Sex and the Suburbs

Written by Claire Sweeney and Mandy Muden
Directed by Ken Alexander
The Royal Court, Liverpool
9th May to 7th June 2014

Reviewed by Jennifer Keegan

With the concept of a late night phone-in radio show about sex, dating and finding Mr Right, where callers can ask for advice from a renowned agony aunt, Sex and the Suburbs promised some cheeky laughs and salacious fun. Packed with empowering anthems such as I’m Every Woman and I Will Survive, I expected a man-hating gossip session with female empowerment and girl power being the focus as with Sex and the City. However, Sex and the Suburbs – whilst still hitting the girl power notes – had a bittersweet quality. From the woman who makes her husband’s cross dressing alter ego her friend, to the woman who longs for a baby, underneath all the silliness and outrageousness, there is a sweeter story and, luckily for the show, this is what saved it from being little more than a large Ann Summers party.

Originally, Mandy Muden was due to play the host of late night radio phone in Penny Crowe, but days before the first show she was replaced by Lindzi Germaine. Luckily, Germaine does not disappoint in her performance as she took to the stage with aplomb. She nailed it as the larger than life character and easily got the biggest laughs of the night as down to earth gobby scouser Penny. Claire Sweeney played ex-pop star turned radio starlet Willow Wallace. Sweeney really hit home with some of the emotional problems she portrayed, perhaps mirrored in her own personal life which has been fuel for gossip columns for over a decade. However, she really shone for me when she sang, still a wonderful voice for belting out hen party anthems and she’s never looked better whilst doing so! Carl Patrick really stood out from his multiple roles as camp Psychologist and radio host Rory Reynolds, with the audience also loving his Freddie Mercury inspired cross dressing character – Audrey.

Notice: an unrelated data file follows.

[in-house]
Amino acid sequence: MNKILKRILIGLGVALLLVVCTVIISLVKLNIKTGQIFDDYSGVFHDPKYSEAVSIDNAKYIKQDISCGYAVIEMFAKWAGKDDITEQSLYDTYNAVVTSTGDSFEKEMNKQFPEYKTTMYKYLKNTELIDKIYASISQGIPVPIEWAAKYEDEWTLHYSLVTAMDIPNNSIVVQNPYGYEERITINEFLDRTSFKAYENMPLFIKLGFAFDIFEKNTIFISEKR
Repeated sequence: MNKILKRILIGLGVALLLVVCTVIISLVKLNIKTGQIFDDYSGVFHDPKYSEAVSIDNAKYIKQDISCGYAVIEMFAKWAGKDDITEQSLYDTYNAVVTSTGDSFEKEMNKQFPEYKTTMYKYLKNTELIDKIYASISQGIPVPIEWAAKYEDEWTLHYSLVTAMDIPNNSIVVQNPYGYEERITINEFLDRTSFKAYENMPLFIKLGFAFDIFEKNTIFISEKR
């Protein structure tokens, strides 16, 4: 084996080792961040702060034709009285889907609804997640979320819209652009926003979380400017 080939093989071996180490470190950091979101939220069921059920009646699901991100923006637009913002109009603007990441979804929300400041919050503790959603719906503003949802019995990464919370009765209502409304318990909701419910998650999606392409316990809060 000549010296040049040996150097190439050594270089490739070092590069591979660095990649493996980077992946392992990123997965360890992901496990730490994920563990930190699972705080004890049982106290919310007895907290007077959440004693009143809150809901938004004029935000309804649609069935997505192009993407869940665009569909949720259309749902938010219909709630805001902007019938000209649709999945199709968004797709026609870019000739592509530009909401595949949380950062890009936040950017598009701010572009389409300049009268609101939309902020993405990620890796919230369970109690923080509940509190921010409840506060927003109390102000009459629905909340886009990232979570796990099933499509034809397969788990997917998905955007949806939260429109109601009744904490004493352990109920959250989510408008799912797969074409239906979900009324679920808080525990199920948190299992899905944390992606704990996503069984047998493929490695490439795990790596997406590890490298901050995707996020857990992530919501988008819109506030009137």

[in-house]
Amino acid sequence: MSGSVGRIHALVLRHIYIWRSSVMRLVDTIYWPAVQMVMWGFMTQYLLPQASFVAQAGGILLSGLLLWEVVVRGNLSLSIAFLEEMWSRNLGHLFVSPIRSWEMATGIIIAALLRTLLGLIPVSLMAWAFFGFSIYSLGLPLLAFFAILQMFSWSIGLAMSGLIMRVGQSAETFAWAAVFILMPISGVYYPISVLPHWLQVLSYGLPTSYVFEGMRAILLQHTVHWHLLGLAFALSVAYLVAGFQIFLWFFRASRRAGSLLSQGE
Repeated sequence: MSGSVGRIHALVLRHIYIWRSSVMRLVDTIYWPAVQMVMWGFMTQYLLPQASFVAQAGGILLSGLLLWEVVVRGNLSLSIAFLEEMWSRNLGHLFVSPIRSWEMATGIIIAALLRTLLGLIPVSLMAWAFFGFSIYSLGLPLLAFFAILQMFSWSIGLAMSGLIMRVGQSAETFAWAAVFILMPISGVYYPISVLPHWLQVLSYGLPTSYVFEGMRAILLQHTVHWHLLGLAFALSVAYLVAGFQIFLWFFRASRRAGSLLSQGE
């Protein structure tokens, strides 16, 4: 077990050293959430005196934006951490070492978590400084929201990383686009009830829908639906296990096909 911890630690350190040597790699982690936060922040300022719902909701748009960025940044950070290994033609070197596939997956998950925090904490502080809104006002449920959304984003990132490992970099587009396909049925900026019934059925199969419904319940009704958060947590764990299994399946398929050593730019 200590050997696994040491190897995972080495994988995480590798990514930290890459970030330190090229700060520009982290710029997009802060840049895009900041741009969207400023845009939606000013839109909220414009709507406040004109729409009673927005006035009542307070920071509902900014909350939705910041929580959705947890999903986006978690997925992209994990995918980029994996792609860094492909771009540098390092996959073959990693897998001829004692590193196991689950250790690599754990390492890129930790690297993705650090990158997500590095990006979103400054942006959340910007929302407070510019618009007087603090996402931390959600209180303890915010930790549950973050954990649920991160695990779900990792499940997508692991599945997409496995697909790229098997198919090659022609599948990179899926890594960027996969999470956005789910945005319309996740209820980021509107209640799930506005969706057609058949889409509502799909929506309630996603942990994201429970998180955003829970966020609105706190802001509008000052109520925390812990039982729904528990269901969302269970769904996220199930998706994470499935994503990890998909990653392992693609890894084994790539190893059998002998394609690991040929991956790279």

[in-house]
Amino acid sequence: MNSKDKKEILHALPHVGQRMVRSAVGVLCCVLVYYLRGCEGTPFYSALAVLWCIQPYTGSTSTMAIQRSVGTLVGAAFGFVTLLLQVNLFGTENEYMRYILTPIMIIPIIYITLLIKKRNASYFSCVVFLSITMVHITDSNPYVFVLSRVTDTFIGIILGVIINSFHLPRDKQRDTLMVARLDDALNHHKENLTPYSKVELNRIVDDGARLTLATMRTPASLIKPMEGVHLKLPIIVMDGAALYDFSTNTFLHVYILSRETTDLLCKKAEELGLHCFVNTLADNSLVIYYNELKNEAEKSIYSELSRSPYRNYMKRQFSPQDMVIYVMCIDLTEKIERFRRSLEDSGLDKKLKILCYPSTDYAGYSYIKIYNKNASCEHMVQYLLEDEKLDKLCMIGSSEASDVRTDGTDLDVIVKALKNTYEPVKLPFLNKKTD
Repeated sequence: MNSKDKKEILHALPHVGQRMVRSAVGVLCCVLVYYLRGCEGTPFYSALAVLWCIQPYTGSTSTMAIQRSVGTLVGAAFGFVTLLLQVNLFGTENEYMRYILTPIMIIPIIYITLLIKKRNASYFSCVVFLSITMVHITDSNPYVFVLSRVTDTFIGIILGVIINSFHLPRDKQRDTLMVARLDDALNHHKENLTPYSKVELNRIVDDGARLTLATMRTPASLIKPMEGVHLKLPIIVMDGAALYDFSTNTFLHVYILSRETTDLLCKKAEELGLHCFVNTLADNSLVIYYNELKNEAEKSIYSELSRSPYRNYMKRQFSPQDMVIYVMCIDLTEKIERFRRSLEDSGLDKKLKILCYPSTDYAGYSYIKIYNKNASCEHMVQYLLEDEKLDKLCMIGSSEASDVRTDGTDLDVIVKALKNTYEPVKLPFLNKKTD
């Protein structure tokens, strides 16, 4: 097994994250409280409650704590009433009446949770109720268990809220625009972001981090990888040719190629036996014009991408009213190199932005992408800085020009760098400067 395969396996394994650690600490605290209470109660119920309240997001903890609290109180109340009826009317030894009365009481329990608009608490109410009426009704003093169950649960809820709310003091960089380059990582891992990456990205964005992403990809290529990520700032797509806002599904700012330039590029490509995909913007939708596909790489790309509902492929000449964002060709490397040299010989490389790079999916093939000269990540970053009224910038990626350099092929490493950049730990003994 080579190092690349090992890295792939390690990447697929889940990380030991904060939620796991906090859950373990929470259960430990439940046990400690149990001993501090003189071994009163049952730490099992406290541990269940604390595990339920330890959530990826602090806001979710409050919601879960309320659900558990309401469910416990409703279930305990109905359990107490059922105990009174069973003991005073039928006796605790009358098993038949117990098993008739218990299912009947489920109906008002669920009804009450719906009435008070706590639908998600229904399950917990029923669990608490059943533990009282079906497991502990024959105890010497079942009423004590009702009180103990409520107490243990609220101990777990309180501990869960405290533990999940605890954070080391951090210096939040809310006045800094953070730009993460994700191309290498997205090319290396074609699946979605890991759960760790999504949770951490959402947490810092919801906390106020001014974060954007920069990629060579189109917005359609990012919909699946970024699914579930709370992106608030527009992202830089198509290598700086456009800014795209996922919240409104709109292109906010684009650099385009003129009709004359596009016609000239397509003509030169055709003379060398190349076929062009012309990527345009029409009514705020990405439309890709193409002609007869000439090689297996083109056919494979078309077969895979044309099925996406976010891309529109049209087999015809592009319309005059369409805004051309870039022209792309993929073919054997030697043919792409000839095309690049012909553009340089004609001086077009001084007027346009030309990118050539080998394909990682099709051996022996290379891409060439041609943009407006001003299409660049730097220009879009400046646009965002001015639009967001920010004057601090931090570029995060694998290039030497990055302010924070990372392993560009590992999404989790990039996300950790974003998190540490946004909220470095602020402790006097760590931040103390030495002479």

Unfortunately, the show was not faultless, at times the writing let the concept down but luckily the cast had enough about them to drag the script along. With an unnecessary section of poorly executed audience involvement and a cringe worthy advertisement for Ann Summers threatening to ruin the whole show at one point. Luckily, in a hometown which wills on its own to succeed, the play touched lucky in Liverpool but perhaps it needs a bit of polishing if it wishes to travel.

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